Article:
Children's Book of the Week - The Times, The Sunday Times
Best New Children's Books - Guardian
The Misadventures of Frederick is a funny, joyful story about friendship and the delights of outdoor adventures (even for the accident-prone) - wonderfully written by debut author Ben Manley and beautifully illustrated by Emma Chichester Clark, creator of Plumdog and Blue Kangaroo.
In a mansion surrounded by lakes and forests, Frederick is bored. He leads a very sheltered life: and when Emily invites him to play outside he has no choice but to refuse - what if he hurts himself? Much better to stay safely indoors. But Emily is not one to take no for an answer . . .
A series of brilliantly funny and evocative letters between Frederick and Emily tell this unique story which weaves together the colourful, adventurous world of Emily with Frederick's drab life of boredom and safety.
Publisher: Pan Macmillan
Number of pages: 32
Weight: 482 g
Dimensions: 288 x 248 x 16 mm
Outdoor scenes full of birds and squirrels, lit by autumnal sunshine, and indoor scenes of dim splendour, into which nature progressively intrudes, make this picture book a gorgeous object that deserves sustained attention. * Sunday Times *
The Edward Goreyesque tone of Frederick's correspondence and the vibrancy of Chichester Clark's images weave together in a tale of sly wit and sunlit joy. * Guardian *
There's a lot to be said for a book that starts out with instructions on how to make a paper plane. It's even better, in Ben Manley's The Misadventures of Frederick, when most of the story revolves around paper planes sent from a little girl called Emily having adventures in the dangerous outdoors to a little boy called Frederick, stuck indoors in a mansion for health and safety reasons. Emma Chichester Clark's pictures are irresistible. * Evening Standard *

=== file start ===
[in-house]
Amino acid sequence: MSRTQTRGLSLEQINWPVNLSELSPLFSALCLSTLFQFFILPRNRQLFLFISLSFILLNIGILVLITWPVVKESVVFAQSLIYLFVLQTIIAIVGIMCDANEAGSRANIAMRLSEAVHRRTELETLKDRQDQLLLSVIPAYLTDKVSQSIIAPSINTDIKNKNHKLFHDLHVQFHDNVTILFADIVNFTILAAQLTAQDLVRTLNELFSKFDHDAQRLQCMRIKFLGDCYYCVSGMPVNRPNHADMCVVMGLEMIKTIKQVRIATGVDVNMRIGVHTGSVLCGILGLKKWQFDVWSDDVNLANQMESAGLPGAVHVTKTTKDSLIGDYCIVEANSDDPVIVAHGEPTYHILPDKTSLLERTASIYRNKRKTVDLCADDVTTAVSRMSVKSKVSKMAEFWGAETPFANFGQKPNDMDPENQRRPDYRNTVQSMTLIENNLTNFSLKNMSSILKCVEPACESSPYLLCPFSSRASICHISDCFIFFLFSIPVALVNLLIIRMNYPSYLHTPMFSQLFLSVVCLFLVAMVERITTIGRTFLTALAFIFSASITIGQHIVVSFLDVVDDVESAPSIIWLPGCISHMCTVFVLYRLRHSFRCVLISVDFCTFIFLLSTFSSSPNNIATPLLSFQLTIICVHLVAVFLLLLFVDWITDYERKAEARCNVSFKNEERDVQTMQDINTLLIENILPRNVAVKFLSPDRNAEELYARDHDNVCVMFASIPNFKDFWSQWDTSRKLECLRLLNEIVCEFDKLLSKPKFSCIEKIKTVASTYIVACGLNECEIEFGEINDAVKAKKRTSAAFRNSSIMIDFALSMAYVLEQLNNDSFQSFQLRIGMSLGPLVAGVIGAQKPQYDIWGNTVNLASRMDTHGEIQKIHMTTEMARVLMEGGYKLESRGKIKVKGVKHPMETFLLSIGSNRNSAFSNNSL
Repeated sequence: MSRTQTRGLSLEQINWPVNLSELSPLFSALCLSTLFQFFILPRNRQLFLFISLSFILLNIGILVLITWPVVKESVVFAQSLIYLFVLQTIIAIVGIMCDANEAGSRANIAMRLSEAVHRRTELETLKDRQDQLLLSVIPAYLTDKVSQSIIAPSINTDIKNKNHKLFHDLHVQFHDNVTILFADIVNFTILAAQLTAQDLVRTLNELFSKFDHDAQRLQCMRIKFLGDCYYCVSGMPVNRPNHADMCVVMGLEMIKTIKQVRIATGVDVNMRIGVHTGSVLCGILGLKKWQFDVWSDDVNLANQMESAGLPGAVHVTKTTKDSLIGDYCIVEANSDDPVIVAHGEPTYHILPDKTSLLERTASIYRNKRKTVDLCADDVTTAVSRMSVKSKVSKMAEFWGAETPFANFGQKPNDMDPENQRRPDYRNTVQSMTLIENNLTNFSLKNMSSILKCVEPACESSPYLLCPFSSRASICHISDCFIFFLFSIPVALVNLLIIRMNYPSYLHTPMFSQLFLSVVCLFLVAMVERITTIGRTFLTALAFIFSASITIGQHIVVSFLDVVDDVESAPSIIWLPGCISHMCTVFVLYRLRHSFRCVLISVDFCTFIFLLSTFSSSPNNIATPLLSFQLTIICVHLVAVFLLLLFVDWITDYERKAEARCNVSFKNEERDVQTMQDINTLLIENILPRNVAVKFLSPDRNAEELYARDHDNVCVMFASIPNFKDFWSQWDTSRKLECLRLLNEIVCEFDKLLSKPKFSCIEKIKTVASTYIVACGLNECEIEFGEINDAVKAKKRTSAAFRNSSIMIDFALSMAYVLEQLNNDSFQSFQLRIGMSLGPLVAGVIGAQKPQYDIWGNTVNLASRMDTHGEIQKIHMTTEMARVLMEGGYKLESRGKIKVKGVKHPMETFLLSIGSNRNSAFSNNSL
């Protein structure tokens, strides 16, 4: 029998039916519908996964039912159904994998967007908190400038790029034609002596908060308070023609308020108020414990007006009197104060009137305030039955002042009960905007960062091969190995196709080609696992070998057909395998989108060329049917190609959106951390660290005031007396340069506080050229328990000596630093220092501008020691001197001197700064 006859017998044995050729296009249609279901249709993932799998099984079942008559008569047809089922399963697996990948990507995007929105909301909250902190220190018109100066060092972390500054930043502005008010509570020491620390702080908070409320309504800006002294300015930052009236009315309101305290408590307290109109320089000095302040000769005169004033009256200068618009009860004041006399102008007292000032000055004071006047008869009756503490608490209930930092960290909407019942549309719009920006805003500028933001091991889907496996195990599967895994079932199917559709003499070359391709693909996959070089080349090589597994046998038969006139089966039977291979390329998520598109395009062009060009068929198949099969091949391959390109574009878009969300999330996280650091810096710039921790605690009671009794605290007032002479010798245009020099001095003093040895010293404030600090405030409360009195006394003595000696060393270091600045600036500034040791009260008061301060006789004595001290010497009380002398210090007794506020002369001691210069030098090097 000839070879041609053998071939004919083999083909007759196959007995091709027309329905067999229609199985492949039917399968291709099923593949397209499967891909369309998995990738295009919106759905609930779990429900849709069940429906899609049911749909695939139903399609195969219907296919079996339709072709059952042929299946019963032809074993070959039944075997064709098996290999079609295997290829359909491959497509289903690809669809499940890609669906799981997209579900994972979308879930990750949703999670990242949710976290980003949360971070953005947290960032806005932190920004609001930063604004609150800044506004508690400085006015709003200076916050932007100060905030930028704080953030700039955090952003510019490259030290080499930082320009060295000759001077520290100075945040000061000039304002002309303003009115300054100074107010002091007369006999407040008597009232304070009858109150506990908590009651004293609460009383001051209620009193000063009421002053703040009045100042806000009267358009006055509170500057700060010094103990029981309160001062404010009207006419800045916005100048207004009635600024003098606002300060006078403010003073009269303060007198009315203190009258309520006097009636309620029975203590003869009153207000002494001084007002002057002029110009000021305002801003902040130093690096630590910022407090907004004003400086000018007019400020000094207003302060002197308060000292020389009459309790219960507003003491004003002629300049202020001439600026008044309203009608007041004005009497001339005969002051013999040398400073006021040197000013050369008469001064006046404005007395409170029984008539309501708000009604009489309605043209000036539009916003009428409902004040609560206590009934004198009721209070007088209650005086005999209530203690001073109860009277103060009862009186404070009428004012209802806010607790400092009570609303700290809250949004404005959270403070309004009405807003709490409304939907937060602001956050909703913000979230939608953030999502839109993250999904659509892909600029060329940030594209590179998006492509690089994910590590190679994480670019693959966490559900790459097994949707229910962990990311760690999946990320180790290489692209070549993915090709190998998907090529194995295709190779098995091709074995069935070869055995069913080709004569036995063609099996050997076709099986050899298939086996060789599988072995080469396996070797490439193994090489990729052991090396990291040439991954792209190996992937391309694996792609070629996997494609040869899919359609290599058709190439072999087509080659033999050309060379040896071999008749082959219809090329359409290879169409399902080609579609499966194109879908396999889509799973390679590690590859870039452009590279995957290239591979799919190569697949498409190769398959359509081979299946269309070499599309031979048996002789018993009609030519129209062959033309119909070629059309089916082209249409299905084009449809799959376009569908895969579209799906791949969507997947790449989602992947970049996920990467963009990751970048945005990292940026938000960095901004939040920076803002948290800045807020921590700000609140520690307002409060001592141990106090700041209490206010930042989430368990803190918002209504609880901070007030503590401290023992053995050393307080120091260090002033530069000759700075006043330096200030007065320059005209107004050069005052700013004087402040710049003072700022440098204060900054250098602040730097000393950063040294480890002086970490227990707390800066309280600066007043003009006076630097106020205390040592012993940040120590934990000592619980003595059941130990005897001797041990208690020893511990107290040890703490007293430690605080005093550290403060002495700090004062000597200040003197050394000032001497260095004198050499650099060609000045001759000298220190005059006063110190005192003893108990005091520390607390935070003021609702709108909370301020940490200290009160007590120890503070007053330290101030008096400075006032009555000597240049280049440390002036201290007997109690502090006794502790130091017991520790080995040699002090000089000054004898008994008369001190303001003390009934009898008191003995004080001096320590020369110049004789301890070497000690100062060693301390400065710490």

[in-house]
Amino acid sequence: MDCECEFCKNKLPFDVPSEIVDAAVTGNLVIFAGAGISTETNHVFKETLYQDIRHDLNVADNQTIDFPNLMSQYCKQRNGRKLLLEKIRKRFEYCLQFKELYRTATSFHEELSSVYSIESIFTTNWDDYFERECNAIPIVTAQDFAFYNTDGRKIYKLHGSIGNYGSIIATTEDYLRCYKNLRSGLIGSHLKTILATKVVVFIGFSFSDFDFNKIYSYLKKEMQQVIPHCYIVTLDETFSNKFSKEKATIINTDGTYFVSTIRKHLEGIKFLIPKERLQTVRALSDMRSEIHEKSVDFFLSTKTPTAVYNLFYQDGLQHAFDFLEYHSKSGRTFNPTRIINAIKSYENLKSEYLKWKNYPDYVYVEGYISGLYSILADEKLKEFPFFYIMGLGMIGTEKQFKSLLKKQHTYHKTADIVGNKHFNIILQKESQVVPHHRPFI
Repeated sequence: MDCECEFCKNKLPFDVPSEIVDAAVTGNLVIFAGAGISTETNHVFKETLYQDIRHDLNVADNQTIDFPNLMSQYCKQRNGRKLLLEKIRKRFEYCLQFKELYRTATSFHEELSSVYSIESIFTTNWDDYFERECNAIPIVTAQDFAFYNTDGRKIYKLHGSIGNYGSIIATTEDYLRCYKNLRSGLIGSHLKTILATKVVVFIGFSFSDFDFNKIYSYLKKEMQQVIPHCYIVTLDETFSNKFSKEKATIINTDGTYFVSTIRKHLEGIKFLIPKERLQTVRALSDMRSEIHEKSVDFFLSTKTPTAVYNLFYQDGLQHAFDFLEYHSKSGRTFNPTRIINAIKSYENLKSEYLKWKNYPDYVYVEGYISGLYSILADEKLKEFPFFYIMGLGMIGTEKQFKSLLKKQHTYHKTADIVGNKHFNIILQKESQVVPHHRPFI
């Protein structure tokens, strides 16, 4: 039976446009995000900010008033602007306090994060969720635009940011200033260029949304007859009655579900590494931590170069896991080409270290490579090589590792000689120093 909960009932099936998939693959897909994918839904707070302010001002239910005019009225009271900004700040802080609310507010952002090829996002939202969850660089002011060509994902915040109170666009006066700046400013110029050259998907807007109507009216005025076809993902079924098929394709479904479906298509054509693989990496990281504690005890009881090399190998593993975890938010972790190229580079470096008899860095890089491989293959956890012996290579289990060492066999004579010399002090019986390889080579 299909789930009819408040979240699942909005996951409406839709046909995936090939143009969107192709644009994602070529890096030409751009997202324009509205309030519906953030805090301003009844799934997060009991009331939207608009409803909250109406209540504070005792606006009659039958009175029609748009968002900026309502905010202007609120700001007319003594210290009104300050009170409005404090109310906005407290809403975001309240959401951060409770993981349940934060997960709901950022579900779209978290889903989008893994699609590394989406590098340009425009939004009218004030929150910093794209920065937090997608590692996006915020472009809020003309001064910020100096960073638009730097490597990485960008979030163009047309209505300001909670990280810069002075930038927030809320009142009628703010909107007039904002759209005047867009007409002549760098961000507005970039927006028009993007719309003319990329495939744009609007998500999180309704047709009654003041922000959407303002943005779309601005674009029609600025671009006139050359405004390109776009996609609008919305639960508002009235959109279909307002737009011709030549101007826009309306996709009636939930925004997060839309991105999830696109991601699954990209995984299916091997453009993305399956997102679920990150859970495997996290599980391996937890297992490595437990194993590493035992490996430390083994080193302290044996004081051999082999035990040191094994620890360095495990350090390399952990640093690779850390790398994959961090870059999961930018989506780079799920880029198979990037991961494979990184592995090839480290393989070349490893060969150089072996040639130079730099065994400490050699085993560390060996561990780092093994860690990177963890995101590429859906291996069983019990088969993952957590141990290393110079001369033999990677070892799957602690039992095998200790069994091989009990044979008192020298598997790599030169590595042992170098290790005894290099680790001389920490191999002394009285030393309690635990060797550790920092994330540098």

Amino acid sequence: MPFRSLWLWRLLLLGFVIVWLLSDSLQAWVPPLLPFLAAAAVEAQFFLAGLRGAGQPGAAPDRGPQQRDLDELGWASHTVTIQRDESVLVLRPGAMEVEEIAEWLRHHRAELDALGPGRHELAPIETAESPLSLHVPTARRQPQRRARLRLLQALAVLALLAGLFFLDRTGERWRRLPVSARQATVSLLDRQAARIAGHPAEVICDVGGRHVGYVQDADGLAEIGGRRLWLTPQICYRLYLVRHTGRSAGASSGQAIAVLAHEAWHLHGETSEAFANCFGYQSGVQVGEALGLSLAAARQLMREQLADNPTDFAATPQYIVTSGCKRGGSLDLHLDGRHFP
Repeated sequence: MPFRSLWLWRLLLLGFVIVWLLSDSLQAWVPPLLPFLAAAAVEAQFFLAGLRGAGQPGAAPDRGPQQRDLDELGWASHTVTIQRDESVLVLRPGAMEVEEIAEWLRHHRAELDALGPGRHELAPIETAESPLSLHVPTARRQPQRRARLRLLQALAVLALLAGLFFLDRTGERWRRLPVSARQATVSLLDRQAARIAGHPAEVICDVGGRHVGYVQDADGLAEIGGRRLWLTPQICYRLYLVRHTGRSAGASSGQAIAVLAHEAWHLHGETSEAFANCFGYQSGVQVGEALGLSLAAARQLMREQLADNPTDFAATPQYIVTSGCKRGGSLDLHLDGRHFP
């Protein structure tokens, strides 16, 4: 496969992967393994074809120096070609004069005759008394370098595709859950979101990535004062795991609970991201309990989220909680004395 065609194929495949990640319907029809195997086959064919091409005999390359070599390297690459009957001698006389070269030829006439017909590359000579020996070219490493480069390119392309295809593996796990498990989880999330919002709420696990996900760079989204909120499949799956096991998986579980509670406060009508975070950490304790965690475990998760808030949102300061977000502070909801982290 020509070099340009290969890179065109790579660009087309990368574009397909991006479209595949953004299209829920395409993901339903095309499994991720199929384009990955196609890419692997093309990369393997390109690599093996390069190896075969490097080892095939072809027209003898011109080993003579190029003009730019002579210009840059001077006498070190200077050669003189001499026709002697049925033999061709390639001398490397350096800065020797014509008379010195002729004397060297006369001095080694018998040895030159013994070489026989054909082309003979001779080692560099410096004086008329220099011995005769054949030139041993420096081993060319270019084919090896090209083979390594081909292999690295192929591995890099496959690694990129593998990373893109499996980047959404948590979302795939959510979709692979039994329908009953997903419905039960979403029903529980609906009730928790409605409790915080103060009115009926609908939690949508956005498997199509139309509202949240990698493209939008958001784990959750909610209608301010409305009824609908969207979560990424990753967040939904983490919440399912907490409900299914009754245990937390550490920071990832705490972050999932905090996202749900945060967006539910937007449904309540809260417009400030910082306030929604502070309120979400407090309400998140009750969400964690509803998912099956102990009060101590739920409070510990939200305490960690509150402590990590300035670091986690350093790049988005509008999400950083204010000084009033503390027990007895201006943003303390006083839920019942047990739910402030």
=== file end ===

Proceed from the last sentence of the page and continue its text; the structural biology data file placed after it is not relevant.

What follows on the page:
The witty language from Ben Manley combines warmth with exquisite illustrations from Emma Chichester-Clark. -- Amanda Craig * The New Statesman *
this evocative story highlights the importance of making friends and enjoying open space -- Emma Lee-Potter * The Express *
This delightful book with its series of letters written on paper aeroplanes and its story told largely through the pictures is fun, and a nice comment on our risk-averse culture. Detailed pictures which repay close attention contrast the darkness of Frederick's enclosed, safe world with the bright freedoms of Emily's life, the fun of which eventually banishes the boredom of Frederick's existence * The School Librarian *
You may also be interested in...
“Wonderfully witty and beautiful too!”
This brilliant picture book is told in a series of letters between a fearful boy and a free spirited girl who just wants him to come outside and play!
This is a story about feeling the fear and doing it anyway, full... More
“Brilliant and clever!”
Told very cleverly through paper aeroplanes letters, this is a beautifully illustrated treat. It's an inside-out tale with a fab ending!
“Clever, funny and full of joie de vivre!”
This book cracked me up. Written in the form of notes and letters between the titular Frederick and free spirit Emily who sees him in his window one day and sends a paper aeroplane up to invite him out to play.... More
Please sign in to write a review
Would you like to proceed to the App store to download the Waterstones App?
Or, add to basket, pay online, collect in as little as 2 hours, subject to availability.